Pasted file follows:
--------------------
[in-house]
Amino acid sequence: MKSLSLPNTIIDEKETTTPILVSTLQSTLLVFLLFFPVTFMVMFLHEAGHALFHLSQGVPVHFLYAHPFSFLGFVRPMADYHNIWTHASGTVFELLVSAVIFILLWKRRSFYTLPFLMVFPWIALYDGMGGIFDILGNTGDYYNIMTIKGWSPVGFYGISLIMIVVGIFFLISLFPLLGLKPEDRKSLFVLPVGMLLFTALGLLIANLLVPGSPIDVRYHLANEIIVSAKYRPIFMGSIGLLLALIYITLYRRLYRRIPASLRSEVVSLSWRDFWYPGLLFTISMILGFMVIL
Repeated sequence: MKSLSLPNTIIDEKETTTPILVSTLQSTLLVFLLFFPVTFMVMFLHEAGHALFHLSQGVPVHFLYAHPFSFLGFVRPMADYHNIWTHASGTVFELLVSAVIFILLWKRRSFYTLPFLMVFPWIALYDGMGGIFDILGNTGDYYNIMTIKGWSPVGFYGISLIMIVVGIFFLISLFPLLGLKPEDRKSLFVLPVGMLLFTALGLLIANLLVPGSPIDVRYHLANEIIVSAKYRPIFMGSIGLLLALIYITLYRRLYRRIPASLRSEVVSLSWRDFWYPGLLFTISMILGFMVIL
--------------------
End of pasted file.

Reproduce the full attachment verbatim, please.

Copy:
[in-house]
Amino acid sequence: MKSLSLPNTIIDEKETTTPILVSTLQSTLLVFLLFFPVTFMVMFLHEAGHALFHLSQGVPVHFLYAHPFSFLGFVRPMADYHNIWTHASGTVFELLVSAVIFILLWKRRSFYTLPFLMVFPWIALYDGMGGIFDILGNTGDYYNIMTIKGWSPVGFYGISLIMIVVGIFFLISLFPLLGLKPEDRKSLFVLPVGMLLFTALGLLIANLLVPGSPIDVRYHLANEIIVSAKYRPIFMGSIGLLLALIYITLYRRLYRRIPASLRSEVVSLSWRDFWYPGLLFTISMILGFMVIL
Repeated sequence: MKSLSLPNTIIDEKETTTPILVSTLQSTLLVFLLFFPVTFMVMFLHEAGHALFHLSQGVPVHFLYAHPFSFLGFVRPMADYHNIWTHASGTVFELLVSAVIFILLWKRRSFYTLPFLMVFPWIALYDGMGGIFDILGNTGDYYNIMTIKGWSPVGFYGISLIMIVVGIFFLISLFPLLGLKPEDRKSLFVLPVGMLLFTALGLLIANLLVPGSPIDVRYHLANEIIVSAKYRPIFMGSIGLLLALIYITLYRRLYRRIPASLRSEVVSLSWRDFWYPGLLFTISMILGFMVIL